Posts Tagged ‘the new school’

Testimonials

  • “The workshop helped me to feel comfortable writing about myself and to work through my ideas to see what would work. It proved to be a crucial way for me to figure out what was most important to me and how to express that to the colleges I was applying to in the most articulate way. I highly recommend it as learning experience.”
  • Sophia Toles
  • Martha’s Vineyard Workshop Attendee
  • Class of 2012, Friends Academy
  • Class of 2016, Princeton University
  • “David Dent does a great job of helping students come up with revealing topics of their very own to consider for their college essays. He takes the time that is needed to transport your child beyond the routine parameters of his/her thinking to get there.”
  • Lisa Boldt, Mother
  • Alden Boldt
  • Class of 2014, Berkshire School
  • Class of 2018, Union College
  • “When Cameron came to Write for the Future, he was at the bottom of his class in writing and literature. In about 26 sessions, he has gone from a bottom to an A. It is so exhilarating to see this work-in-action. David and Write for the Future have proven that what they say, they do. Write for the Future is a testament to itself. … Now my son can analyze things, he can write things; there are not words to express the things he has done since he has been working with Write for the Future...I would recommend Write for the Future offers to anyone. You are investing in your child’s future,… and you will see the outcome of the product. Write for the Future has done wonders for my son. On Sundays, he always looks forward to his session…. I think it’s amazing.”
  • Lynn King,
  • Mother of Cameron King,
  • Class of 2016, Elisabeth Irwin High School

The Life of a Commute

The Life of a Commute

by Jourdan Espeut

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When I bound out of my house to begin my 75 minute commute every morning, the neighborhood is dreary and empty. I find comfort on my tree-shaded block of well-kept row houses. Since birth, I have lived in the house Mom has called home since she arrived in Brooklyn from Panama 45 years ago.

I try to picture Mom’s stories of the good old days in East New York, as I leave my block and pass the massive housing projects in front of the bus stop. I never bother looking at the schedule. The bus comes as it pleases so I leave extra early. I crave iced coffee, but can’t find a good cup until later.

It is a speedy ride to New Lots Avenue where I catch the 3 train.

“Hey girl, whatcha readin’?” says today’s suitor, as I bury my nose in The Invisible Man.  

Like, do you even care what I’m reading? “Not interested,” I respond.

I should actually thank those guys that hound me every morning. They give me great practice in maintaining composure in challenging environments. Take the basketball games when I am greeted by snarky comments from rival cheerleaders: “Your uniforms suck.”

I ignore them just as I dismiss those baffled by my cheerleading. My friends at the Writing Center, where I was selected to serve as a tutor, argue that cheerleading is “superficial.”  I disagree and keep cheering.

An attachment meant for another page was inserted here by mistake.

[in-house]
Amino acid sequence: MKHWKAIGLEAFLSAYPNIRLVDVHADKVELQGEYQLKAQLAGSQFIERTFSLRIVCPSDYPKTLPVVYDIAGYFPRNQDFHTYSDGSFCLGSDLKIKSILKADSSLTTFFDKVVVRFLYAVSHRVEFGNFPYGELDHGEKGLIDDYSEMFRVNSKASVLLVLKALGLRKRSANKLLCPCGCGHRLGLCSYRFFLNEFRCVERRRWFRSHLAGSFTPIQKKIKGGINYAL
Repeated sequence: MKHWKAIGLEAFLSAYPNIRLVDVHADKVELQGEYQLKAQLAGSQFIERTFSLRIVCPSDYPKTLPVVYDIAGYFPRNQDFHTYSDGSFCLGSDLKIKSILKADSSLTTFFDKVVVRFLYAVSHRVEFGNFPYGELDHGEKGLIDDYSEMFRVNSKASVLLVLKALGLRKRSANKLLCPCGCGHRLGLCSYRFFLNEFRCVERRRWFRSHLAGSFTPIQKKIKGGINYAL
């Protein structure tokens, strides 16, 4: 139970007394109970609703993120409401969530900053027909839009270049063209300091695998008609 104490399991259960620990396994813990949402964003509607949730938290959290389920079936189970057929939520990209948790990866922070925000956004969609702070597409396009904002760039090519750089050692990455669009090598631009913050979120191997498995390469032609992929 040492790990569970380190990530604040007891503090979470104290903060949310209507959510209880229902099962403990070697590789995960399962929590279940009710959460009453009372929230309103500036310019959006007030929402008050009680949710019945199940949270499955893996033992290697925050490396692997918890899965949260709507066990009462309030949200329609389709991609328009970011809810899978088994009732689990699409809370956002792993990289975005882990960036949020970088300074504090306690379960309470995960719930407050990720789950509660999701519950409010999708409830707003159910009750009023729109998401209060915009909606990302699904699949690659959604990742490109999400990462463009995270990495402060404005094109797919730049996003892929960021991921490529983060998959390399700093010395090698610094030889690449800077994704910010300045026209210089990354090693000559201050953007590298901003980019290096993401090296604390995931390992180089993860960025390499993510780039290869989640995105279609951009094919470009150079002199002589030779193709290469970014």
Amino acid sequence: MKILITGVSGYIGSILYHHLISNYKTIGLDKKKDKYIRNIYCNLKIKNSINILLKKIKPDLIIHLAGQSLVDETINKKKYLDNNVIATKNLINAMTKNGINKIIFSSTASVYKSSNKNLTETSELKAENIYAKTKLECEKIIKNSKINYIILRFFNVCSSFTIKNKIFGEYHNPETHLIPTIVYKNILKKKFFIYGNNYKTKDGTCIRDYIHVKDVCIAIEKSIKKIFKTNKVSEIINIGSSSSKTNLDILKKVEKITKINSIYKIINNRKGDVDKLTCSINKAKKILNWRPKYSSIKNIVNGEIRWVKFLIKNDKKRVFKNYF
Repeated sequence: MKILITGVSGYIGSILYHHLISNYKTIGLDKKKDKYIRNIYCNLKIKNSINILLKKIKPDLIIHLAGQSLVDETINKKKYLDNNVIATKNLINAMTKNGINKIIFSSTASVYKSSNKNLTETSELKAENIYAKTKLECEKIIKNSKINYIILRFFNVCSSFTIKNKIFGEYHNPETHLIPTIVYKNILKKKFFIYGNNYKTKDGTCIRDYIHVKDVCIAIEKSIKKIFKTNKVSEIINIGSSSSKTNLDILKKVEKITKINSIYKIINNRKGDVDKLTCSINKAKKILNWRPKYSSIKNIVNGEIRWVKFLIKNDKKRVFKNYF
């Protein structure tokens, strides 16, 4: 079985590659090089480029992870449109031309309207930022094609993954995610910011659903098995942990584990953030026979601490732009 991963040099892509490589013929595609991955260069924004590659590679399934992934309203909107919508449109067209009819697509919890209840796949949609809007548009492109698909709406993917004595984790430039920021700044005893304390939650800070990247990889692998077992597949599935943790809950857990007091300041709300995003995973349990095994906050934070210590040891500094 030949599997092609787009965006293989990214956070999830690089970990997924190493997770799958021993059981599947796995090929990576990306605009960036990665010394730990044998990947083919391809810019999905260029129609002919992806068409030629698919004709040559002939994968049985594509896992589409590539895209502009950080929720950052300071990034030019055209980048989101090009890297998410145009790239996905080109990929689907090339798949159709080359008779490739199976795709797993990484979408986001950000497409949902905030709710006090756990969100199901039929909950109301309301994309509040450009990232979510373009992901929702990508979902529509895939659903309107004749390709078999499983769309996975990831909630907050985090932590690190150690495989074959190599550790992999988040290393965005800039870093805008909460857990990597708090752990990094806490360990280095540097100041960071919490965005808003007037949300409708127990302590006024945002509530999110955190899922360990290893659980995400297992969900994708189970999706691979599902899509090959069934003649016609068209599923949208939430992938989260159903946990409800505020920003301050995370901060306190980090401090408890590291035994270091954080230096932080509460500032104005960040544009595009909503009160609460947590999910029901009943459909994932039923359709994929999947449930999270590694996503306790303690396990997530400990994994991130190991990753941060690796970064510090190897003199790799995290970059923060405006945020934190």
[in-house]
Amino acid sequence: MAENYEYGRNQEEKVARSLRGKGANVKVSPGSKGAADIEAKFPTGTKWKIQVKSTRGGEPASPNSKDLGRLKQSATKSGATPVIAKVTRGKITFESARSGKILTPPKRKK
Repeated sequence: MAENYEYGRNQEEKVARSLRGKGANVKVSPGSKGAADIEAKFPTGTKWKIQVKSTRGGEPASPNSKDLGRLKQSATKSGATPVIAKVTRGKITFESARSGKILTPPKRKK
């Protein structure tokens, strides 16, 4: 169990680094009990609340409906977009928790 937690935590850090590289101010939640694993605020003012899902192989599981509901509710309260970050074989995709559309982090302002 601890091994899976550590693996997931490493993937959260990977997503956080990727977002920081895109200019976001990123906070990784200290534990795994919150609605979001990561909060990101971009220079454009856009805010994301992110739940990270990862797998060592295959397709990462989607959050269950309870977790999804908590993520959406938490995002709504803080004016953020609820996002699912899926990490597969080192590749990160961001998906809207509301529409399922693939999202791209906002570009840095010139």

A screeching halt brings me back to reality.  After a handful of stops on the 3 train, I’m onto the 4 train at Utica Avenue. The doors open with a loud bing. I’m instantly shoved in all directions. Finding a seat is like animal feeding time. Standing or sitting, I read or daydream.

I remember when Mom used to ride with me to The Little Red Schoolhouse, as my train stops in Lower Manhattan. I was one of three African American students in my grade. In those innocent days, I never felt different. I left Little Red for public middle school, where most of my classmates were black and Latino.  Many of them hated me. There was the girl who wrote “Oreo” in sharpie on my locker. I drove myself to get strong scores so I could attend a high school with students that would not equate good grades with whiteness. My hard work paid off with admission to my first choice: Eleanor Roosevelt (ELRO).

My commute now extends to the Upper East Side of Manhattan. Knowing it is almost over once I reach 42nd street, I dart across the platform and squeeze myself into any space that’s left on the 6 train.

I was excited about high school.  Finally, people who won’t judge me for loving academics. Yet I went from being “too white”  in middle school to, ironically, “too black”  for many at ELRO. I endured every stereotypical black joke in the book: “If you had a superpower it’d be flying through the air with a noose around your neck.”

However, I stopped listening, dismissing those comments as if they came from a morning suitor. I made a diverse set of friends and jumped into writing, student government and, yes, cheerleading.

My daydream ends.  I finally get out at 77th street and it’s a breath of fresh air.  Trendy boutiques and Starbucks stand on every corner. I happily order my regular iced coffee and talk to the staff. Suddenly, I’m not traveling alone; I’m flanked by friends on each arm, and I feel confident.

Both ends of my commute produce my sense of security.  When I arrive on my block after the ride home, I see Miss Peggy, a neighbor I have known forever who loves to share books with me. Her greetings are always a reminder that where I come from is not at all negative; it has helped shape me into the resilient, driven individual I am today.

Jourdan Espeut, a graduate of Eleanor Roosevelt High School, is a freshman at The New School.